Duration: 1 year full time or 2 years part time
Institution code: R72
UK fees*: £10,100
International/EU fees**: £19,500
Duration: 1 year full time or 2 years part time
Institution code: R72
UK fees*: £10,100
International / EU fees**: £19,500View this course
Global Health: Society, Culture and Behaviour (MA)
The Global Health masters curriculum addresses existing and emerging health challenges of the modern age and offers two pathways, a social-science focused MA as well as a data, natural and physical sciences focused MSc as an exit route. Both will equip you with sound knowledge and understanding to navigate to a career that will intersect with healthy environments and healthy people and shape our shared future.
Study Global Health: Society, Culture and Behaviour MA at Royal Holloway and you will examine how culture, behaviour and governance, as well as environmental economic factors impact human and environmental health, affecting us all. Global health is an area that has come into even sharper focus in the wake of the COVID-19 pandemic, and it has made more visible the need to understand the cultural and behavioural drivers of human and environmental health. Shaping the health of populations across our one world society has never been more important, calling for specialists with the knowledge and skills to build cooperation, innovate and influence change across boundaries.
This course will develop your ability to look beyond the immediate cause of ill-health to the underlying socioeconomic and environmental determinants. It connects knowledge to global health-related challenges and solutions. These solutions will be based around creative and flexible thinking and your interdisciplinary education will include experiential learning and placement-based trial and error experiences, alone and in teams, including interdisciplinary settings.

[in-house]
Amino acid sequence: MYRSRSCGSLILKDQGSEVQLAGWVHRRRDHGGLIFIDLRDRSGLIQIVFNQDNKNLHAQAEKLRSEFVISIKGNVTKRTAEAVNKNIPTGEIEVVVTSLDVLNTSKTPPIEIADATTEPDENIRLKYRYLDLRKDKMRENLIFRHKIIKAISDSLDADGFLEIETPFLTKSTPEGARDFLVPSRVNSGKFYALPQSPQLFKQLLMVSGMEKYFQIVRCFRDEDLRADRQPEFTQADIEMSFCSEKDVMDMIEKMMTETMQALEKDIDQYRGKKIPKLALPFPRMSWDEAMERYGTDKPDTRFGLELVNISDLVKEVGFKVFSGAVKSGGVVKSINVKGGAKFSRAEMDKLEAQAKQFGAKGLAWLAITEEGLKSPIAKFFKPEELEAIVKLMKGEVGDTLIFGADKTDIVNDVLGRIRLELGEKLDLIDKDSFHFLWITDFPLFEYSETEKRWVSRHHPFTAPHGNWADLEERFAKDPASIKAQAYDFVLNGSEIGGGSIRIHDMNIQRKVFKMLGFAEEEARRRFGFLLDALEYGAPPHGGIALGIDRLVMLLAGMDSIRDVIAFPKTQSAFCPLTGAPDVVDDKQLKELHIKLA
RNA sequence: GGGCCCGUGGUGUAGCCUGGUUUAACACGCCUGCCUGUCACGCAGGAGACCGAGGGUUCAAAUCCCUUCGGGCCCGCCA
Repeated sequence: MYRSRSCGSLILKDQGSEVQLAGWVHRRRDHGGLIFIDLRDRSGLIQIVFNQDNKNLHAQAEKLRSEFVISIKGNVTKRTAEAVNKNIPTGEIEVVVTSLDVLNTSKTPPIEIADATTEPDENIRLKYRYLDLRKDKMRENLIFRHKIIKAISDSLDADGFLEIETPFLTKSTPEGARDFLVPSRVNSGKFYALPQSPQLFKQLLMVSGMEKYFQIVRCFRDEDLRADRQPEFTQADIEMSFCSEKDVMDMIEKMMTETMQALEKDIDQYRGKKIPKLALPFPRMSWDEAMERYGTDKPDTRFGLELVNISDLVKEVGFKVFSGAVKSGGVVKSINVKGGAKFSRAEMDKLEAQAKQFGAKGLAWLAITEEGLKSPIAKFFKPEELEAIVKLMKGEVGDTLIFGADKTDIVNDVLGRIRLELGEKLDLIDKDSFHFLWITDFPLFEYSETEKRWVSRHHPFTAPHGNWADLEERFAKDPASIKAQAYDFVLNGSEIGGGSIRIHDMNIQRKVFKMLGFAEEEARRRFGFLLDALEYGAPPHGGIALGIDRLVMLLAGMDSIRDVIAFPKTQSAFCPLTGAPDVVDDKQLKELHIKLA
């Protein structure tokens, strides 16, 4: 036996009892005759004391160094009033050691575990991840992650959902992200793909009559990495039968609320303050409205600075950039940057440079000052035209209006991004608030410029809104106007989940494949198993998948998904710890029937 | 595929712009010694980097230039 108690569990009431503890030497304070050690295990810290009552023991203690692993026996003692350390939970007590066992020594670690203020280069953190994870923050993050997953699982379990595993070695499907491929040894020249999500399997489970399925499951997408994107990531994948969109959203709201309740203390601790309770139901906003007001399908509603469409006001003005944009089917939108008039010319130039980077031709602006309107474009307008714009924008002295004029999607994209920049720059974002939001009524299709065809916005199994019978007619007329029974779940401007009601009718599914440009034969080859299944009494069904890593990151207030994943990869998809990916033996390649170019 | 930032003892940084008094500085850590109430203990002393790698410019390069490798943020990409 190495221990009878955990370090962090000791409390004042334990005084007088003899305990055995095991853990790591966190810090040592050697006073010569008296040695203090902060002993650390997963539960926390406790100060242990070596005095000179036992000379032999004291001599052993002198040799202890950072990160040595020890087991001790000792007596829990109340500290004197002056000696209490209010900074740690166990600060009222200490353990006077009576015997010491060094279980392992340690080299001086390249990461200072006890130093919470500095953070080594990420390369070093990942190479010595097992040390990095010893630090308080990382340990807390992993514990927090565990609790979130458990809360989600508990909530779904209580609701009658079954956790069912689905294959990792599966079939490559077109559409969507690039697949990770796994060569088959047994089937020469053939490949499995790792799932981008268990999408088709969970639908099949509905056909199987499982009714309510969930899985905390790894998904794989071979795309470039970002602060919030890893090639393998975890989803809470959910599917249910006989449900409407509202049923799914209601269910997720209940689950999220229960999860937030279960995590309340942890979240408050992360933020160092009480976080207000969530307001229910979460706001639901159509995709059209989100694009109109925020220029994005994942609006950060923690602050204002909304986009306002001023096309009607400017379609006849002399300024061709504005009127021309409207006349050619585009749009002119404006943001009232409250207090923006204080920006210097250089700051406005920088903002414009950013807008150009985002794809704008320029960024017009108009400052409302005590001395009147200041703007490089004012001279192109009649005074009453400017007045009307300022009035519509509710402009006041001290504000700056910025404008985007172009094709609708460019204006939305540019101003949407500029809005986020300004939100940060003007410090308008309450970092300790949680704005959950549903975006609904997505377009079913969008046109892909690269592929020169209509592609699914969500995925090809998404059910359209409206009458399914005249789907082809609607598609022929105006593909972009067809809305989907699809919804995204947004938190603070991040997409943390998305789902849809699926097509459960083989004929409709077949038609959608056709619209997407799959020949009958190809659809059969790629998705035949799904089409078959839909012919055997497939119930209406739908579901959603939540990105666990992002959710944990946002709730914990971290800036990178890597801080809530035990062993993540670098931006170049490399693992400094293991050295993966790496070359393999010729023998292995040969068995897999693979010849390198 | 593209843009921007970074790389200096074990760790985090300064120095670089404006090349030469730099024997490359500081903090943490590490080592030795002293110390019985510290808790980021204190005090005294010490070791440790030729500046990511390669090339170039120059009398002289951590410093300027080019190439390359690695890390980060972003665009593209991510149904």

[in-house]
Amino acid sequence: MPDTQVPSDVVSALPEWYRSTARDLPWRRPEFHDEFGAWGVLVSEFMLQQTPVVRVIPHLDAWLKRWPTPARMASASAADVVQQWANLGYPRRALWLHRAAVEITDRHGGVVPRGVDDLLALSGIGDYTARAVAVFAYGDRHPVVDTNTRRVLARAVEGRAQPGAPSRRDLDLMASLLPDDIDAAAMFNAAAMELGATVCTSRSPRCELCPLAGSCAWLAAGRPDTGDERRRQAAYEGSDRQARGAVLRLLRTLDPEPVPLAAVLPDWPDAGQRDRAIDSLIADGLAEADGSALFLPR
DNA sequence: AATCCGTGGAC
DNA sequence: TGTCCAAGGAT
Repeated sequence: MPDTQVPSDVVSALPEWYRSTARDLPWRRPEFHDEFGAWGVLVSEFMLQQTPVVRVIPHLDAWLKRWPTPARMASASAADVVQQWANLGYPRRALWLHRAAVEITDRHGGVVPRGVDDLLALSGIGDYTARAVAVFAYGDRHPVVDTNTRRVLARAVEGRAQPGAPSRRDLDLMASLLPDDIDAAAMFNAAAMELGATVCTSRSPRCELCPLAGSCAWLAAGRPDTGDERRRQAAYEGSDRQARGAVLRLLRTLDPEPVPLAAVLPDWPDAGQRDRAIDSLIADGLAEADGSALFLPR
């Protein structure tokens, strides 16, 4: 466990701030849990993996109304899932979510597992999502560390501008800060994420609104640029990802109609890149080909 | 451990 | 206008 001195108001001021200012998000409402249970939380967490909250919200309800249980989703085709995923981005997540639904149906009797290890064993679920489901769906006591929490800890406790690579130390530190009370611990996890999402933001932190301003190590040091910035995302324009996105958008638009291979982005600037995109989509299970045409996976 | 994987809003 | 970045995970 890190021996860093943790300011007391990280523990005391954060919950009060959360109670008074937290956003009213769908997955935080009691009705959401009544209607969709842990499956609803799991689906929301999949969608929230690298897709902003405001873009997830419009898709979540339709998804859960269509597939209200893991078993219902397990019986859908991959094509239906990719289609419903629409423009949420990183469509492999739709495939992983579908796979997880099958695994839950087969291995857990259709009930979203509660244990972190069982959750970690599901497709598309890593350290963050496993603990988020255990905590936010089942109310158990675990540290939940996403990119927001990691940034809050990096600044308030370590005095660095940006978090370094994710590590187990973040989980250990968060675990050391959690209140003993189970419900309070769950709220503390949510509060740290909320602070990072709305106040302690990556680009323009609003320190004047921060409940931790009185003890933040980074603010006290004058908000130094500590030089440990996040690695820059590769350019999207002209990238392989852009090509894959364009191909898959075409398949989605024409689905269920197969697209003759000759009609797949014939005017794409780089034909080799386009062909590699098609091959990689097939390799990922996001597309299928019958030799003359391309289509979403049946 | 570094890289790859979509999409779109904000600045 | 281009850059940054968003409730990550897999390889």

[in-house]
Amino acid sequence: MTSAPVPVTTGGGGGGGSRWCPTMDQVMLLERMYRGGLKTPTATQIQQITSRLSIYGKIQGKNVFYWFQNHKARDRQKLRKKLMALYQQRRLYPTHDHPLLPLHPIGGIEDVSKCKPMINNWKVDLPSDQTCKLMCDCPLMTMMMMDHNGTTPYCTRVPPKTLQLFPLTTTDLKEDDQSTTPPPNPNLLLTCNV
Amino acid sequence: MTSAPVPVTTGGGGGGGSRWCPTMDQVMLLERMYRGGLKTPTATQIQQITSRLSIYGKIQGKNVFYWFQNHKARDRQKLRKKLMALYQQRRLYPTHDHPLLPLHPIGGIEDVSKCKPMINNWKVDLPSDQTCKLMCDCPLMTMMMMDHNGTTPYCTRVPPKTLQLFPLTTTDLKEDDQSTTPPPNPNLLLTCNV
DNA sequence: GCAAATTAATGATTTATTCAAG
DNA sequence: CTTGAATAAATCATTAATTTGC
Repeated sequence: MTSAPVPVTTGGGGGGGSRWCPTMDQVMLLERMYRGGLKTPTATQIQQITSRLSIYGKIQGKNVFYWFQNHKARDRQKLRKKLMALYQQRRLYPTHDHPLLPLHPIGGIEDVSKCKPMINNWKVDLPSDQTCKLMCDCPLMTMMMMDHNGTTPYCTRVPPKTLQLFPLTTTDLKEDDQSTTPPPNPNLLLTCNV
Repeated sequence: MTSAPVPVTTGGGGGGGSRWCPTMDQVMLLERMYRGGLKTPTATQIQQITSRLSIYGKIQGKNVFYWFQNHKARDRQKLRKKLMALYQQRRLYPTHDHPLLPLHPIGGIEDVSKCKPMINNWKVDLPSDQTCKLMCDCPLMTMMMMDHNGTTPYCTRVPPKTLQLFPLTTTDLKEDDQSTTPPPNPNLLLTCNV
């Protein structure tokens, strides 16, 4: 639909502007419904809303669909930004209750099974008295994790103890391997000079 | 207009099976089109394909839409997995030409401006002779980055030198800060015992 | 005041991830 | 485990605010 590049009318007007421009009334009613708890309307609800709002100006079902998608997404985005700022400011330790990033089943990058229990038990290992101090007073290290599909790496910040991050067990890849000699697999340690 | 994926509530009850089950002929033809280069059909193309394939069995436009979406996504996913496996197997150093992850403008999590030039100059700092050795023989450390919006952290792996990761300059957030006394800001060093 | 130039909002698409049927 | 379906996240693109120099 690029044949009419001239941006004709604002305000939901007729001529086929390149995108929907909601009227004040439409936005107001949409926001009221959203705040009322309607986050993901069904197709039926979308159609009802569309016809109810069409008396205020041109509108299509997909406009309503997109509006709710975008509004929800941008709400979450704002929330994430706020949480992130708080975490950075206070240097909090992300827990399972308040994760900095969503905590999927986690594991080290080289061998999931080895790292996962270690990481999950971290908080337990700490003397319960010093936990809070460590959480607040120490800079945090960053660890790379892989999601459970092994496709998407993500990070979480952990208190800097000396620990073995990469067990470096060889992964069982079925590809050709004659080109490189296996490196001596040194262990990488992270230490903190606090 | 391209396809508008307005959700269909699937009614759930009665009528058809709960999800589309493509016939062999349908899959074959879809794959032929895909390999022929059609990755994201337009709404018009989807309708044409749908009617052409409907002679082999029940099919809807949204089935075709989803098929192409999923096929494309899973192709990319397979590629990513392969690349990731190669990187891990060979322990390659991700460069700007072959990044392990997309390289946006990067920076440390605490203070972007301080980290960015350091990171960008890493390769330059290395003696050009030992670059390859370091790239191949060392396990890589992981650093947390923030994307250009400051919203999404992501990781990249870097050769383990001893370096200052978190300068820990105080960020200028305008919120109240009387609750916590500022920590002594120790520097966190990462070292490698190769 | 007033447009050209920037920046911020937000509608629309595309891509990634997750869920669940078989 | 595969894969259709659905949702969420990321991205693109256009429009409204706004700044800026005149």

The Department of Health Studies is a hub for world-leading research, knowledge exchange and public engagement and you will be taught by international research leaders across a broad range of topics, with options to acquire real-world experience through projects and placements as part of an embedded approach to developing your employability and transferable skills.
You will benefit from individual attention, stimulating teaching to inspire and challenge you, and the flexibility to explore your own interests.
Core ModulesTerm 1 and 2
- Key skills and research methodology for global health
- Key concepts in global health: (un)healthy space of the Anthropocene
- Global Health Systems
- Food security and basic human needs
- Sustainability of the Environment
From examining global patterns in food production, global agricultural policy and the impact of business and economics, our students will gain a rounded view of food security in the 21st century. Students will then focus on scientific developments in food production including seed science, novel crops, plant breeding, genomics and agri-tech including robots, AI, machine learning and use of drones within agriculture.(30 credits)
- Advanced skills: science communication, presentation and writing
- Human rights and research ethics
This module will describe the key principles of academic integrity, focusing on university assignments. Plagiarism, collusion and commissioning will be described as activities that undermine academic integrity, and the possible consequences of engaging in such activities will be described. Activities, with feedback, will provide you with opportunities to reflect and develop your understanding of academic integrity principles.